The Necessity of Being ‘Un-Disciplined’ and ‘Out-Of-Control’
First published in: Journal of Performance Improvement Quarterly, 1994.
In conversations with colleagues and friends, reading reports in the mass media and reviewing summaries of formal reports, there emerges a feeling of consensus on the overwhelming need for dramatic change in many, if not most, of our significant institutions and organizations. Re-engineering, re-structuring, or re-invention are labels of strategies meant to facilitate the desired changes in businesses, schools, hospitals, governmental agencies, and other human activity systems which serve our personal and public needs. The challenge is similar in all regions of the world. It is nearly impossible to find a quiet place away from the noise of confusing problems and issues of unprecedented scale and complexity.
A part of this noise comes from our not knowing which of the clearly defined problems are of the highest priority, or what the right frame of reference ought to be for key issues. The noise keeps us from seeing what is real in our experience of chaos in complex systems and what is phantom. It is difficult to discriminate between symptoms and root causes.
There is a growing belief that more than one perspective, or discipline, is needed to see our human condition more clearly. But, often multiple perspectives, or multiple disciplines, seem to increase the noise of confusion. In the hope that we will be assured of intended outcomes rather than unintended and unacceptable consequences, we also require more detailed information from which we construct predictive knowledge of our interventions in complex problematic situations. Often we feel paralyzed, or only willing to take small incremental actions, which can do little harm and thus have little consequence.
The challenge is that our habits of thinking, both scientific and artistic, which traditionally have had such success in describing and explaining the natural world, seem to have limited direct utility in the creation, or re-creation, of elements of the man-made, un-natural world. Herbert Simon (Simon 1982) proposed the creation of a science of the artificial, distinct from the science of the natural. His proposal was one of the first significant contemporary arguments for appreciating the distinction between creating what does not exist, versus describing or explaining what is already found to be in existence. Because, his idea was framed within the rational tradition of science, it formed an important early bridge between that tradition and the much more inclusive tradition of Design.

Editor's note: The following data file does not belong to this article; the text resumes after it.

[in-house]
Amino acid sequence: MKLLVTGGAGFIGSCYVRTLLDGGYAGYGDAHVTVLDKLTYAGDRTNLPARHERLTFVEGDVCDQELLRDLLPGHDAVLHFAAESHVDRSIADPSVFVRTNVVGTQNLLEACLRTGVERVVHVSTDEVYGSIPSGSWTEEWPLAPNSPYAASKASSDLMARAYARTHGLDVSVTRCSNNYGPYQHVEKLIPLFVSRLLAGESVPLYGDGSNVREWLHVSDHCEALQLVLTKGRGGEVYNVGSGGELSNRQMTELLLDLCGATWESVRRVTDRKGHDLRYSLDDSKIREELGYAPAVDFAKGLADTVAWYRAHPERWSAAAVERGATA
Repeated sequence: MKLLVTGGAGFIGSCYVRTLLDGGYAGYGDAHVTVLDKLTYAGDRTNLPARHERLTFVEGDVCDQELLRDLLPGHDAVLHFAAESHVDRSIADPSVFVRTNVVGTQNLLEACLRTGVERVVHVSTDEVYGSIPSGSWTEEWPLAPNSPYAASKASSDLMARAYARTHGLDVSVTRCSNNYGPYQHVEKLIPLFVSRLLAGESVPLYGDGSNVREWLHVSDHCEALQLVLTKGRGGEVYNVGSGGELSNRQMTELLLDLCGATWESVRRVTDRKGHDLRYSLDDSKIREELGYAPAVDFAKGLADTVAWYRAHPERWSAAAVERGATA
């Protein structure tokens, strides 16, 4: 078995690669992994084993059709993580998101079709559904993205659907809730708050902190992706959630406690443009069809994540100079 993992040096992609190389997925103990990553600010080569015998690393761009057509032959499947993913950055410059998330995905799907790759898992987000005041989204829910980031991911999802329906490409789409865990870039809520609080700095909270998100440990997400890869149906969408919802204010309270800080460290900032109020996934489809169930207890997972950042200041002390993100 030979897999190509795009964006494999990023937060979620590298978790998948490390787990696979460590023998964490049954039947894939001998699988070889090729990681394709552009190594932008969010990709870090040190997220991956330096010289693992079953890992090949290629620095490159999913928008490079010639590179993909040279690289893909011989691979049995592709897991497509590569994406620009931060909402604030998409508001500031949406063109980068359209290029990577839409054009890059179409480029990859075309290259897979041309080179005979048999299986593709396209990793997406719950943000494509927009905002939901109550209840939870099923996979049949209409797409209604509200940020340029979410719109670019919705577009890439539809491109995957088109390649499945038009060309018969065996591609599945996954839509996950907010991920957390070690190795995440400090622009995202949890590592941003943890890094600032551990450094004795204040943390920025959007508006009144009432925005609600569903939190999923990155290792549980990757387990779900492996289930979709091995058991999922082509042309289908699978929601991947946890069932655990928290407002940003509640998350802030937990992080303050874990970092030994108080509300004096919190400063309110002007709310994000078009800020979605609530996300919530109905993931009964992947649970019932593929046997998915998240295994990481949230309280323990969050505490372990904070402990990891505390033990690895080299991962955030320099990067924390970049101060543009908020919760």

Design is a strategy for facilitating change, which includes, but goes beyond the theory of a science of the artificial; in that it deals with social organizations, patterns of human interactions and functional social-technical structures, which serve human purpose. These human activity systems are formed by ethical and aesthetic principles, in addition to those of formal logic. Design is a synthesis of creativity and innovation within this multidimensional domain.
Design is both process and artifact. In the process of design there emerges an understanding of possibilities, which cannot be predetermined. The innovation of these possibilities requires the utilization of a form of creative leadership, which pulls people into change, rather than pushes them into it. As an artifact, design serves human purpose through the creation of functional assemblies or systems, which become part of people's lives.
The terms, design and redesign, are often applied to activities which can be better described as planning, management or problem solving. This has discouraged attributes unique and outside of these familiar domains from being examined. For example, design thinking is often characterized as a cognitive midpoint between scientific and artistic understanding as in professions like architecture or industrial design. However, Design needs to be dealt with on its own terms and its uncommon nature needs to be explored. Designs also need to be appreciated as applicable to a wider spectrum of human endeavors.